Prior to 2020, it had generally been considered that it was a bad time for active equity managers.
As equity valuations reached historic highs around the globe, passive and tracker funds soared in popularity, often outperforming their active counterparts.
Nonetheless, the volatility and downturns in the markets caused by the Covid-19 pandemic have offered active managers the chance to demonstrate their worth; conventional wisdom holds that active managers are better able to manage the downturn than a fast-falling tracker.
While looking at returns over the course of the year is often the de facto position for many investors, another way to measure active manager performance is through maximum drawdown.
Maximum drawdown measures the highest peak of a fund’s performance to its lowest trough over any given period of time and can show how active managers can counter the downside.
Given that the US and the UK have faced very different economic and political challenges this year, they present a diverse opportunity to see how active equity managers have been faring.
UK equities have – and at the time of writing continue to – suffer from poor performance and related unpopularity with investors.
As the table below shows, active managers have struggled to manage the downside, as the structural problems within UK equities (an overreliance on cyclical businesses and small caps) continue to harm performance and increase maximum drawdown.
Here we can see that the IA UK All Companies sector has suffered greater maximum drawdowns in comparison to the FTSE All Share indexsince March.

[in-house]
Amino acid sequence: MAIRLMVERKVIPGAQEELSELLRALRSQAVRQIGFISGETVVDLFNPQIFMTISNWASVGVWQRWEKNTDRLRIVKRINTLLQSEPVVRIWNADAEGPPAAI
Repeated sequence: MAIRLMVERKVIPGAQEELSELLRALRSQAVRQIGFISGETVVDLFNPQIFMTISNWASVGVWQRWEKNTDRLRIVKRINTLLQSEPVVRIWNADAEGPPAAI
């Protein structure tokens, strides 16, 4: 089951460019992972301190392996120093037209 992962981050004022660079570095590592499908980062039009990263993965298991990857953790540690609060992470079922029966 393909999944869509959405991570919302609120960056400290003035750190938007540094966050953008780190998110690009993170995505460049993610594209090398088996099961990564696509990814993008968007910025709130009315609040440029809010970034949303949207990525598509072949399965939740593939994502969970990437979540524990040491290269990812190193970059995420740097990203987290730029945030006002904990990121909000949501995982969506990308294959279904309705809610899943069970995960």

Of the best performing funds within the sector, very few active managers have been able to improve upon this drawdown, with the CFP SDL Spirit fund being a rare exception, having seen a maximum drawdown of only -26.58 per cent during this period.
If we turn our attentions towards the US, the picture is slightly different.
Largely driven by big tech stocks, which have capitalised on households under lockdown, the Faang companies (Facebook, Apple, Amazon, Netflix and Google) have seen active equity managers perform much better over the same time period, as the table below shows:
While the IA North America sector may have returned less (7.22 per cent) than the S&P 500 (8.07 per cent) since the start of the year, the maximum drawdown that investors in the sector would have suffered would have been less (-22.66 per cent) than those invested in an S&P500 tracker fund (-24.31 per cent) during the same period.
At fund level, Morgan Stanley’s US Growth fund has been the star performer, returning 91.16 per cent over the course of the year, with its maximum drawdown standing at -21.99 per cent.
As we have seen throughout 2020, almost every sector is liable to sudden volatility.
Although it can be easy to look at returns as the only measure when evaluating performance, in the tricky situation of a downturn, maximum drawdown can reveal a whole lot more.